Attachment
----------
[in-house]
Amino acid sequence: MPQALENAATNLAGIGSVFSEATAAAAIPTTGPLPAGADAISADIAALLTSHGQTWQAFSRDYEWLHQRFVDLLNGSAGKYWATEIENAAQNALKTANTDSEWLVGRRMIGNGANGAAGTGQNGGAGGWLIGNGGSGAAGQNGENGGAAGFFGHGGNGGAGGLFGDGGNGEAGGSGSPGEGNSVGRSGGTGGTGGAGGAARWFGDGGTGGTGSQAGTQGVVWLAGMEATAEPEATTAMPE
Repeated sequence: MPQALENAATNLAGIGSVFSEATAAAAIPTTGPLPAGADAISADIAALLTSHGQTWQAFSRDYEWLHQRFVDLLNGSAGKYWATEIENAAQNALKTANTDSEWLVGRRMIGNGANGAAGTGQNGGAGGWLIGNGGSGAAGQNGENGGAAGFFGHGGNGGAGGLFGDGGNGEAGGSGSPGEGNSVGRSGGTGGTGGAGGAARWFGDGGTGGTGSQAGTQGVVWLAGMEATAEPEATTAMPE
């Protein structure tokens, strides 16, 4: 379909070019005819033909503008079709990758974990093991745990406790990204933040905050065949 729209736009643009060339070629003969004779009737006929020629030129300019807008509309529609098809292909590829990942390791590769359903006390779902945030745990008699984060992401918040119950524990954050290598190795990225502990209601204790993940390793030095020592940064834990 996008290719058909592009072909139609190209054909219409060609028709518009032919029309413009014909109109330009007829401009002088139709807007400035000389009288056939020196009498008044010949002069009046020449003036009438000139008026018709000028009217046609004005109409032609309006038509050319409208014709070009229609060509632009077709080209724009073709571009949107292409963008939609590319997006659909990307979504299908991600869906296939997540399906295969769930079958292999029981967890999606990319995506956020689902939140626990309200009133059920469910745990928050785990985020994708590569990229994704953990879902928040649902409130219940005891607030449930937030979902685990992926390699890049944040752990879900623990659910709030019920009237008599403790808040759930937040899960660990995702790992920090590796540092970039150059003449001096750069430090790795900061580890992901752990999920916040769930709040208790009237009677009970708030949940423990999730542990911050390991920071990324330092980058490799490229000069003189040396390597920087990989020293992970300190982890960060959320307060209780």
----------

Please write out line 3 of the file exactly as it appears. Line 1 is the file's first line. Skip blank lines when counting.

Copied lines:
Repeated sequence: MPQALENAATNLAGIGSVFSEATAAAAIPTTGPLPAGADAISADIAALLTSHGQTWQAFSRDYEWLHQRFVDLLNGSAGKYWATEIENAAQNALKTANTDSEWLVGRRMIGNGANGAAGTGQNGGAGGWLIGNGGSGAAGQNGENGGAAGFFGHGGNGGAGGLFGDGGNGEAGGSGSPGEGNSVGRSGGTGGTGGAGGAARWFGDGGTGGTGSQAGTQGVVWLAGMEATAEPEATTAMPE